Is Germany about to revoke or modify its provision on “overhang” seats? Evidently there has been a Constitutional Court finding today against the current practice,1 and there is now a debate about how to respond.
All I know at this point is a not-very-detailed story from The Montreal Gazette that Rob Richie of The Center for Voting and Democracy sent me. (Thanks, Rob!) Here are some excerpts, with the usual journalese about “complex” electoral systems.
Germany’s highest court declared the country’s complex electoral law unconstitutional Wednesday and ordered for it to be overhauled before the next general election…
The current voting system was passed only last year by Chancellor Angela Merkel’s governing coalition in an attempt to satisfy previous criticism by the Federal constitutional Court.
…the constitutional court again criticized that parties which win more seats than they would take under a purely proportional system can keep those seats — potentially skewing election results.
Merkel’s Christian Democrats and its Bavarian sister party gained an additional 24 seats this way in the 2009 general elections.
The provision is actually–dare I say it?–more complex than that. It is pretty much impossible under MMP not to allow a party that wins more than its proportional share to keep some if its resulting advantage. The only sure way would be to revoke a seat it had actually won in a single-seat district.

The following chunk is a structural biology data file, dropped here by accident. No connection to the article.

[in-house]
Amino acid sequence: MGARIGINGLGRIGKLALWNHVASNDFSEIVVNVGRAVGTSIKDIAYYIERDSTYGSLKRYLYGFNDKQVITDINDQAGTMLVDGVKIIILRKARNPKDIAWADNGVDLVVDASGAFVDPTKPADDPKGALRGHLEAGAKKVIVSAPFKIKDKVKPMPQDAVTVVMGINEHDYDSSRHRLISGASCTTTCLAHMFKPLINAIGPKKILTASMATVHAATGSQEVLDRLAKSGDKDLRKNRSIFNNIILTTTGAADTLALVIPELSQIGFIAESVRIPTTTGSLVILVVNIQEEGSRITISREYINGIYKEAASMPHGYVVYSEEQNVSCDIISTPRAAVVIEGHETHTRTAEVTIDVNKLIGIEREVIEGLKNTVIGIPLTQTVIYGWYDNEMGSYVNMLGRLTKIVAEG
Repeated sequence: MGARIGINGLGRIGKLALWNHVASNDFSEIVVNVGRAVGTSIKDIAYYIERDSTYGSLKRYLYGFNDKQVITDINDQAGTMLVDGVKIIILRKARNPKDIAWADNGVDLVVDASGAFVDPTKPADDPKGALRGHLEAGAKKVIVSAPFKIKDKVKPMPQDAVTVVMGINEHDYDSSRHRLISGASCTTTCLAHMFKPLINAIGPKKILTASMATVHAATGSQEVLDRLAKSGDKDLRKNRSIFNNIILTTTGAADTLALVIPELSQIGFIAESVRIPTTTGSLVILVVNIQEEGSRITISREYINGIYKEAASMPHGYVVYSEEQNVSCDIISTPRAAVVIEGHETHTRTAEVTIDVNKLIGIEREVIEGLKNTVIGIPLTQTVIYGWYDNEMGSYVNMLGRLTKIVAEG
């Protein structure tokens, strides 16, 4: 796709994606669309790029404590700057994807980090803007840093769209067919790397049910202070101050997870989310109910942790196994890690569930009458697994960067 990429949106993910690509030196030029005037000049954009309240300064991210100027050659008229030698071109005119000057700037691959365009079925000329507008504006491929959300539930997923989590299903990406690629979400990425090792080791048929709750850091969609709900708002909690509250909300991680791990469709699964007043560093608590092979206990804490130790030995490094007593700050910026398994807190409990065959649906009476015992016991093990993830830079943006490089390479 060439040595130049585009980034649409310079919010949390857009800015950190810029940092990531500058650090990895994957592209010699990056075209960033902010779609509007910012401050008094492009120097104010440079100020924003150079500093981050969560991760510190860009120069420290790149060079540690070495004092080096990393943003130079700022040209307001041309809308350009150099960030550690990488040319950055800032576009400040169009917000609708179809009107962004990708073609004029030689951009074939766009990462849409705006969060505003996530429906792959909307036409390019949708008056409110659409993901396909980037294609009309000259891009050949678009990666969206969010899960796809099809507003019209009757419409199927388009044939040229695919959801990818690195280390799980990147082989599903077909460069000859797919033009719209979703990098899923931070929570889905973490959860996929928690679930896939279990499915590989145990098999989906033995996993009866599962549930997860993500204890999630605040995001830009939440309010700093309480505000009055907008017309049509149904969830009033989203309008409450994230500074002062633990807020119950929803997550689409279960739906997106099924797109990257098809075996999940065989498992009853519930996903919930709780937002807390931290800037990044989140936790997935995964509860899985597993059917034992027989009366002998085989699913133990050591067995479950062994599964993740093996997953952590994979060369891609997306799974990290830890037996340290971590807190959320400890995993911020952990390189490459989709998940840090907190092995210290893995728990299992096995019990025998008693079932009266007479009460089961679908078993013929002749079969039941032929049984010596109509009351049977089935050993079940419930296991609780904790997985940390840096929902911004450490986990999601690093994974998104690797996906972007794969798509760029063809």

The German MMP (as also in New Zealand) adds further seats to the legislative chamber to “balance” these overhangs. These partially compensate other parties for the fact that some party is over-represented from its winning more single-seat districts than its proportional entitlement would be (based on its list vote, at the state level in Germany). It is not clear from the news story exactly which part of this process has been declared constitutionally invalid.
It certainly is the case that, even with the balance seats, the presence of overhangs means a “skewing” of results away from strict proportionality. Indeed, if one does not want this, one should use pure PR and not MMP. The potential over-representation for a party that performs especially well in single-seat districts is one of the ways in which MMP is a “mixed” or hybrid system, and not simply a proportional system.
- I vaguely recall someone might have mentioned this case in another thread here. [↩]